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Scott D. Pierce: PBS documentary reveals world of crossword excitement

Will Shortz edits the N.Y. Times crossword puzzle.
Will Shortz edits the N.Y. Times crossword puzzle.
Robin Holland, IfcFilms/Itvs

BEVERLY HILLS, Calif. — PBS's "Independent Lens" takes a look inside the exciting world of the American Crossword Puzzle Tournament. Really.

"Who would have ever thought that 'crossword' and 'exciting' could be spoken in the same sentence?" said Will Shortz, editor of the New York Times crossword puzzles.

"Wordplay," which airs tonight at 11 p.m. on KUED-Ch. 7, actually began as a profile of Shortz, whose been on the job at the New York Times since 1993. And there's still a lot of him in there. The documentary premiered at the 2006 Sundance Film Festival.

We also see a few of the more famous crossword puzzle-workers among the 50 million who fill in the blanks every week — everyone from Bill Clinton to Bob Dole, Jon Stewart to the Indigo Girls.

The tournament became part of husband-and-wife filmmakers Patrick and Christine Creadon's project almost by accident.

"We didn't know that he had a tournament," Patrick Creadon said. "We didn't really know that much about any famous folks that appeared in the film. It was strictly about a man who had an interesting job.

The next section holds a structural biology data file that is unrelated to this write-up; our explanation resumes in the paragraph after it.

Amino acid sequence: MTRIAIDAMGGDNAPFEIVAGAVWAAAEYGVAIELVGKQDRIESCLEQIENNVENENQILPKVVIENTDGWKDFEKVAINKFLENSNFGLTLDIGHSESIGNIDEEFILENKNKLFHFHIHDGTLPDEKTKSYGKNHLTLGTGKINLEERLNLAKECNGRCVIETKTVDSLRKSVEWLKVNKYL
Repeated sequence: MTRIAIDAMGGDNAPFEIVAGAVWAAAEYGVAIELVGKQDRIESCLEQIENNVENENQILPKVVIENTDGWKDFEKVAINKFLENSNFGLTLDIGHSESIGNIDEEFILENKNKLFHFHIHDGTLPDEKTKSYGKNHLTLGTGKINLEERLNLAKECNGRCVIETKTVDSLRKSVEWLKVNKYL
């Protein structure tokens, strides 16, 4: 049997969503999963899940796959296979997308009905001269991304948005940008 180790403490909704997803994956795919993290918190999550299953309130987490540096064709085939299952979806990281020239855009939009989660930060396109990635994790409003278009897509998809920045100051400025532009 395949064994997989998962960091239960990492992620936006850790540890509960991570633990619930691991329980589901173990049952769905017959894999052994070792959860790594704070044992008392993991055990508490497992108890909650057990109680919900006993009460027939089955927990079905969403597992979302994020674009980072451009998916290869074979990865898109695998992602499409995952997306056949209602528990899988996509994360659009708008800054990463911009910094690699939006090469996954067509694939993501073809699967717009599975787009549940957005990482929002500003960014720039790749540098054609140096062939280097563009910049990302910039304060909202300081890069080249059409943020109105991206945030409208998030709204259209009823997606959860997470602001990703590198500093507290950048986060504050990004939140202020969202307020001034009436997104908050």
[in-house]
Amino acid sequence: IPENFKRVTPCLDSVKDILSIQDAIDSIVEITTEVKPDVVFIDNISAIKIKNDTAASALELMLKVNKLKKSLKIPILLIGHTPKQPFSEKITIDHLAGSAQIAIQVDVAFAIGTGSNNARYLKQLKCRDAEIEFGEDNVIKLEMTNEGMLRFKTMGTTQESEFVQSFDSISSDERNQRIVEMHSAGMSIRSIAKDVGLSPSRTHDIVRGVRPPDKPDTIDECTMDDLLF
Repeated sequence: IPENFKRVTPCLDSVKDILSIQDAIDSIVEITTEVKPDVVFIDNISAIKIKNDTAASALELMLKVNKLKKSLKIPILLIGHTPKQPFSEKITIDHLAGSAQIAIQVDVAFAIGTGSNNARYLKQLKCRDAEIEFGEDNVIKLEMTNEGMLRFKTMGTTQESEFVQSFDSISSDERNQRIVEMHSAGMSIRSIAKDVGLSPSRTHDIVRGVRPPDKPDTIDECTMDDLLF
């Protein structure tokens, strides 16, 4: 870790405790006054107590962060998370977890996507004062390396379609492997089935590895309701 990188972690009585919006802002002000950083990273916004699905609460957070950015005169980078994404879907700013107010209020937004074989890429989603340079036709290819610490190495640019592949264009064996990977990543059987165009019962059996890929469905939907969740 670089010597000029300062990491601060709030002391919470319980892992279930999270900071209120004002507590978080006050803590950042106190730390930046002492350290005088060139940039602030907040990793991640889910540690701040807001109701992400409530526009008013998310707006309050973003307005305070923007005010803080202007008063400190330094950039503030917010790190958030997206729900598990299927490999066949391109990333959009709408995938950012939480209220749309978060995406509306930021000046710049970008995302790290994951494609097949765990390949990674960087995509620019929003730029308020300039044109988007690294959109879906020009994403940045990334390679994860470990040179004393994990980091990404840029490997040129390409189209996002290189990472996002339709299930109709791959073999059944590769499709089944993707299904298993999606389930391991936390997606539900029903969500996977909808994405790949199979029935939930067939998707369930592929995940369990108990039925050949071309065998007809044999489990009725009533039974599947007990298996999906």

"Shooting the tournament, ironically, was something that came along later in the process. And, frankly, we said, 'That doesn't sound like something that will be that interesting, but we'll come and shoot it anyway.' And it turned out to be way more interesting and exciting than we thought."

"Wordplay" also goes into the creation of the Times crossword, which appears daily in the Deseret Morning News. And the "love/hate relationship" between Shortz and everyone who does the puzzle.

"My goal, of course, is to challenge you to your limit. Make you work your hardest," he said. "But I would really like you to break through in the end and finish the puzzle because that's where the satisfaction comes.

"If the puzzle is too easy, it's no fun. There's no challenge. If it's too hard, well, you just throw it away in disgust. And I'd like to hit that sweet spot in the middle."